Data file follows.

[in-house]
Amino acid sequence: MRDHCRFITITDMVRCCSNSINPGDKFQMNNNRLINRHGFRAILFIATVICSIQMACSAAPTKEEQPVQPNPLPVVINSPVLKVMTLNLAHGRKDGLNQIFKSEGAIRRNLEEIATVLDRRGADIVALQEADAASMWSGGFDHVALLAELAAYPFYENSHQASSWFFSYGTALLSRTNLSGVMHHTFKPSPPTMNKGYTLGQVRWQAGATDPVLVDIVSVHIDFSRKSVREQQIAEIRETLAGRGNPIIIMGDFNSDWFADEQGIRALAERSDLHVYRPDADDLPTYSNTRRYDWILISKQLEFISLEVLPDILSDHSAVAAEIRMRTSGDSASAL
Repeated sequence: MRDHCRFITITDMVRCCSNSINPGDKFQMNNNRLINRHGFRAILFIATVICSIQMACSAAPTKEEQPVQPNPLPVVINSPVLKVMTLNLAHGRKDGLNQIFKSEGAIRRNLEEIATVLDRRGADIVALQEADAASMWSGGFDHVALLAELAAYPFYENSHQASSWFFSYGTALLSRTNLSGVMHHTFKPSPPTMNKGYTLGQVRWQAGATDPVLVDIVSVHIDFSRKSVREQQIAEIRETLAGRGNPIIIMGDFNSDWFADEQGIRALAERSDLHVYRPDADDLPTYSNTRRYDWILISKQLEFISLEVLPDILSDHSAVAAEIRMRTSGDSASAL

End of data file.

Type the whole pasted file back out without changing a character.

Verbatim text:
[in-house]
Amino acid sequence: MRDHCRFITITDMVRCCSNSINPGDKFQMNNNRLINRHGFRAILFIATVICSIQMACSAAPTKEEQPVQPNPLPVVINSPVLKVMTLNLAHGRKDGLNQIFKSEGAIRRNLEEIATVLDRRGADIVALQEADAASMWSGGFDHVALLAELAAYPFYENSHQASSWFFSYGTALLSRTNLSGVMHHTFKPSPPTMNKGYTLGQVRWQAGATDPVLVDIVSVHIDFSRKSVREQQIAEIRETLAGRGNPIIIMGDFNSDWFADEQGIRALAERSDLHVYRPDADDLPTYSNTRRYDWILISKQLEFISLEVLPDILSDHSAVAAEIRMRTSGDSASAL
Repeated sequence: MRDHCRFITITDMVRCCSNSINPGDKFQMNNNRLINRHGFRAILFIATVICSIQMACSAAPTKEEQPVQPNPLPVVINSPVLKVMTLNLAHGRKDGLNQIFKSEGAIRRNLEEIATVLDRRGADIVALQEADAASMWSGGFDHVALLAELAAYPFYENSHQASSWFFSYGTALLSRTNLSGVMHHTFKPSPPTMNKGYTLGQVRWQAGATDPVLVDIVSVHIDFSRKSVREQQIAEIRETLAGRGNPIIIMGDFNSDWFADEQGIRALAERSDLHVYRPDADDLPTYSNTRRYDWILISKQLEFISLEVLPDILSDHSAVAAEIRMRTSGDSASAL